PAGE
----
Maryland is not alone in reducing the number of between health insurance companies in the ACA individual market, according to numerous press reports. Many states have experienced reductions of consumer choice and competition in the ACA individual market over the last several years, especially this year. That market is experiencing further instability because of threats by the Trump Administration to cut off “cost-sharing reduction” or CSR payments.
On July 29 – the day after the Obamacare “repeal-and-replace” effort failed in the U.S. Senate – President Trump tweeted a threat to stop making CSR payments, terming them “bailouts” of insurance companies.
For lower-income exchange patients, mostly the same people who get tax credits to help pay for monthly health insurance premiums, the ACA mandates that providers such as doctors and hospitals give discounts on out-of-pocket expenses such as copays and deductibles. The ACA also directs that insurers refund the discounted amounts to providers, and in turn the ACA directs HHS to reimburse insurers for these refunds. The reimbursements are the CSR payments. Because the payments are simply pass-throughs for insurance companies to make up for discounts mandated by the ACA, insurers deny that they are “bailouts.”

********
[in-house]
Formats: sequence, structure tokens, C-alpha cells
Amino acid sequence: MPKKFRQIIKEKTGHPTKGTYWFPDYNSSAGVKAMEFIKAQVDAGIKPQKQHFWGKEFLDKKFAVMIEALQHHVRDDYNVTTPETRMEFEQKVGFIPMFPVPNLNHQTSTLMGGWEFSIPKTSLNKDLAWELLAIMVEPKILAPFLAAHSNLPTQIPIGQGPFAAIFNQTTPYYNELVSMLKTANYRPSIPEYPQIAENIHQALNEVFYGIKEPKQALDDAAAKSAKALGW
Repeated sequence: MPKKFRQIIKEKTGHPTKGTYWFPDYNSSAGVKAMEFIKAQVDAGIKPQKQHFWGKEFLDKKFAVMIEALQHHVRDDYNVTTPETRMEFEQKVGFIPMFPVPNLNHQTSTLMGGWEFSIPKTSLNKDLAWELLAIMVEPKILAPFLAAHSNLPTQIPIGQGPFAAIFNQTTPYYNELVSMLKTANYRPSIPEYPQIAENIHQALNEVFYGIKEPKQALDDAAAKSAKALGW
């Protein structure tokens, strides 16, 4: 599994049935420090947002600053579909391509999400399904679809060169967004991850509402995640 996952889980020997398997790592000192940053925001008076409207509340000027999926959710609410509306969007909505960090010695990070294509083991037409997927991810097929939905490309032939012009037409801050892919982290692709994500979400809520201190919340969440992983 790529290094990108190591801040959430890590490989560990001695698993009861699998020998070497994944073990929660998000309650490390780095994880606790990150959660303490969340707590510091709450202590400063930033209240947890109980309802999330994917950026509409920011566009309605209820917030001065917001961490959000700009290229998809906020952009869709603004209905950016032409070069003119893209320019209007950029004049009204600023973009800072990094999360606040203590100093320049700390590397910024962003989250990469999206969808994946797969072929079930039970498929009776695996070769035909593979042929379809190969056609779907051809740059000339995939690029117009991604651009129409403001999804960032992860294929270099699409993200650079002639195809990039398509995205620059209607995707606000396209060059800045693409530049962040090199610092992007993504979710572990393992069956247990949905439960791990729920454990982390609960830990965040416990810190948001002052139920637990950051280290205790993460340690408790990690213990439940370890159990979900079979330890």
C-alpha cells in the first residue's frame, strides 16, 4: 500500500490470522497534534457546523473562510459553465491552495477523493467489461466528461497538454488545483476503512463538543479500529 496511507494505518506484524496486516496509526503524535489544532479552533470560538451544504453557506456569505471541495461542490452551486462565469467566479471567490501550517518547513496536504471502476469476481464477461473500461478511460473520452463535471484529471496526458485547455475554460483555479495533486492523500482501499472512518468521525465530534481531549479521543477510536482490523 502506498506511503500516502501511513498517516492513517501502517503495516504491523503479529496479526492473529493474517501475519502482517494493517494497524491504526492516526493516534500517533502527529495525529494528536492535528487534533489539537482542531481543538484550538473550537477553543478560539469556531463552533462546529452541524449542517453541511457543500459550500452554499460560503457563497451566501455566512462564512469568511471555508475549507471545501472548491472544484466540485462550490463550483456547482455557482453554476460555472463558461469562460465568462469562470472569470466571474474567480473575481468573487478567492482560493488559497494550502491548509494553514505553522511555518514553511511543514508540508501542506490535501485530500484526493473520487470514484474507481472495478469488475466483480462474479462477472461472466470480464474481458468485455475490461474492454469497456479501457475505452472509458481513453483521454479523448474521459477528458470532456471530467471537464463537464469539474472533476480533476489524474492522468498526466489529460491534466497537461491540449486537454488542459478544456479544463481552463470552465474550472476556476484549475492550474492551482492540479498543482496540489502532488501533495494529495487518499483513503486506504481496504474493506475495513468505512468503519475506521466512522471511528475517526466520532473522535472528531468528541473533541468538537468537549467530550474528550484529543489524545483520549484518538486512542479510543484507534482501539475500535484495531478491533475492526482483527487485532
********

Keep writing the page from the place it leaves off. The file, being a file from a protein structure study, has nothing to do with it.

While HHS is contractually required to make CSR payments to insurers, Congress has never appropriated money to do so. The Obama administration nevertheless made the payments, and so has the Trump administration, while threatening to discontinue them.
The matter is in litigation before the federal appellate court in D.C. On Aug. 1, that court allowed 16 states including Maryland to intervene in the case. Thus, even if the Trump administration abandons the case as part of an attempt to cut off the payments, the states can pursue the case to support continuing the payments.
Finally, the CSR payments and the strengths and weaknesses of the Obamacare exchanges are key issues in hearings scheduled for September by the Senate Health, Education, Labor and Pensions Committee.
The exchanges, both in Maryland and nationally, may well be in for a roller coaster ride of further threats and changes between now and 2018.